By Vivek Couto
OTT consolidation in Korea. Pooq and Oksusu, two of Korea’s leading online video services, are joining forces to drive scale economics at home as well as capitalize on potential opportunity abroad. It’s a union of convenience to improve their prospects in a tough domestic online video market, with challenging growth hurdles for SVOD in particular.
A burgeoning TVOD business, monetized through pay-TV set-top boxes, dominates Korea’s VOD ecosystem, limiting SVOD momentum while enriching ubiquitous telco-run IPTV platforms. At the same time, telcos also subsidize broadband and SVOD bundles, making life even more difficult for standalone SVOD services.
Pooq and Oksusu’s merger, due to complete by the end of June, will create an entity with 0.9 mil. paying subs and ~US$70-75 mil. in run rate revenue, heavily weighted to subscription, according to Media Partners Asia (MPA). At launch, the combined operation should account for more than 40% of direct SVOD subs in Korea with Netflix and Watcha Play, a local rival, making up most of the rest. Netflix, which has been making significant investments in Korean content, has also benefited from a set-top box integration with LG U+’s IPTV business in Nov. 2018.
Building up a successful business hinges on access to plenty of capital for the long haul as well as a unified strategic vision from shareholders to navigate Korea’s idiosyncratic online video landscape.
The two services are backed by major TV and broadband incumbents. Pooq, a Hulu-type construct anchored around catch-up TV, is run by Content Alliance Platform (CAP), a JV owned by broadcast majors KBS (20%), MBC (40%) and SBS (40%). Oksusu is run by telco leader SK Telecom (SKT) through its SK Broadband subsidiary. SKT will own 30% of the new enterprise, although how CAP’s shareholders will participate has yet to be decided.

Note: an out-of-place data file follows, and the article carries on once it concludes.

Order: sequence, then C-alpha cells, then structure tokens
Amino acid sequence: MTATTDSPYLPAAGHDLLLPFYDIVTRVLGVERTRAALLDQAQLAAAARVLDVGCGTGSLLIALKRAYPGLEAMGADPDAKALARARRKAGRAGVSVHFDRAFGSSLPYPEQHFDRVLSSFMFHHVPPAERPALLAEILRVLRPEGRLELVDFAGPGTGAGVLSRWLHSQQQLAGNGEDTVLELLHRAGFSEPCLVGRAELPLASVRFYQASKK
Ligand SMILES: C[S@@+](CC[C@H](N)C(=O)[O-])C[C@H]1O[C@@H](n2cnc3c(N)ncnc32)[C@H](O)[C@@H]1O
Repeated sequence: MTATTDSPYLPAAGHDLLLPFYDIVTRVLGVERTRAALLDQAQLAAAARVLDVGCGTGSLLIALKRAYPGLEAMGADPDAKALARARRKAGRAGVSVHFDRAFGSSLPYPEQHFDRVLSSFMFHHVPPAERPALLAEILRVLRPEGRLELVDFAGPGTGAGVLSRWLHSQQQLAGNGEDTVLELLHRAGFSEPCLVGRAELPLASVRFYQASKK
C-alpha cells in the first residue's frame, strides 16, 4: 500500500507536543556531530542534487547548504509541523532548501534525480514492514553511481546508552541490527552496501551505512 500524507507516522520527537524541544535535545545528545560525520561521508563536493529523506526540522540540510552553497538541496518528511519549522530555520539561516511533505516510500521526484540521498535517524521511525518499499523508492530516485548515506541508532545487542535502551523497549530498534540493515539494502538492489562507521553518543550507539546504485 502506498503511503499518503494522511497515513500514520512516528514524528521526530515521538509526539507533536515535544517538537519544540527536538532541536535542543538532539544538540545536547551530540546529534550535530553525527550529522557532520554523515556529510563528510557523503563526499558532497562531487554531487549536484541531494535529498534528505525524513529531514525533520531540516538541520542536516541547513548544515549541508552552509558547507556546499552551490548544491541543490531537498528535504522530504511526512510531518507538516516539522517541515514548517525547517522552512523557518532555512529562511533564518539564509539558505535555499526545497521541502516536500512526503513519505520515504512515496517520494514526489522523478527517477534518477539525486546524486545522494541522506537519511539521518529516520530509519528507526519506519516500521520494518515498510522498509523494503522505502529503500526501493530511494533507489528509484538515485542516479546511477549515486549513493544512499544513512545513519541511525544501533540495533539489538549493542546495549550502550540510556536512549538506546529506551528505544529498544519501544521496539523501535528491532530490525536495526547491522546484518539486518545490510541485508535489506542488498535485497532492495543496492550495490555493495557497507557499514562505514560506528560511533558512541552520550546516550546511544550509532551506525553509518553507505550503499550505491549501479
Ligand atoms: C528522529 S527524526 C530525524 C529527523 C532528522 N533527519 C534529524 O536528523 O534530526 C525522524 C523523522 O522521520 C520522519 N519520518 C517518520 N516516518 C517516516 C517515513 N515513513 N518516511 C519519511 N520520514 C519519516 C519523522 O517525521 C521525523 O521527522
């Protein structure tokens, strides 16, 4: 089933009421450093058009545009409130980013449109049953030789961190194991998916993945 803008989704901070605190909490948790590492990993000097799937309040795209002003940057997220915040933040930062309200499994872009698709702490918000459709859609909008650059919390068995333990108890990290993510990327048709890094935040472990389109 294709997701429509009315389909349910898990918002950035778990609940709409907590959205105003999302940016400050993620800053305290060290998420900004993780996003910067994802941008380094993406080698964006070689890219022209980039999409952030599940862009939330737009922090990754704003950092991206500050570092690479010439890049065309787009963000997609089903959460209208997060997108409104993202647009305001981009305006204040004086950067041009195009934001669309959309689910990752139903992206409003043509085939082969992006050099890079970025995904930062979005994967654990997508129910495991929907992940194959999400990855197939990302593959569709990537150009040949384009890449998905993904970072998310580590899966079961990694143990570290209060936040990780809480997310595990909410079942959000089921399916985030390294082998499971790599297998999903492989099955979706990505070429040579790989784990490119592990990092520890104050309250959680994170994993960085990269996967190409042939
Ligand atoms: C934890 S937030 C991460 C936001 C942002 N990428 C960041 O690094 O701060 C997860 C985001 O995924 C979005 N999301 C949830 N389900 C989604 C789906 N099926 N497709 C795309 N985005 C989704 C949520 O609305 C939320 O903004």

Long-term funding will be key, with SKT looking to bring another investor on board, including a possible strategic partner, to help ramp up overseas. KBS, MBC and SBS already run a joint SVOD service called Kocowa in Japan and the US. Kocowa has fared reasonably well in Japan but struggled in the US, although its fortunes may change now AT&T has pulled the plug on one-time rival, DramaFever.
The three broadcasters also license day-and-date OTT rights across Hong Kong and Southeast Asia to PCCW-controlled platform Viu, exclusively in certain instances, as well as other local and regional platforms. Viu also carries drama, variety shows and movies from two of Oksusu’s major domestic content suppliers, CJ ENM and JTBC. Korean entertainment is a major driver of online viewing and monetization for online video platforms in many Asian markets, making a tie-up potentially attractive to multiple operators.
Content and monetization. At home, Pooq will contribute 80% of the new entity’s paying customer base at launch, generating an estimated US$6 monthly ARPU. Pooq, which launched in 2012, started making money in 2017, buoyed by catch-up viewing, especially for variety shows. Pooq also livestreams more than 75 free-to-air and pay-TV channels, including comprehensive channels (a multi-genre pay-TV offering in Korea).
Oksusu, which has a smaller paying base, has focused on advertising with more than 3 mil. claimed MAUs, although it has struggled for meaningful share, competing against YouTube as well as homegrown rivals Naver and Kakao. Oksusu’s parent, SK Broadband, also operates a successful IPTV service, and is number two in the market for home broadband and video bundles behind KT.
SKT is spinning off Oksusu as part of a broader move to simplify its business structure and monetize its equity interests in non-telecom assets. CEO Park Jung-ho recently indicated that SKT would likely restructure from being a telco that owns many non-core businesses to become a holding company that manages various assets, including the core telco business.
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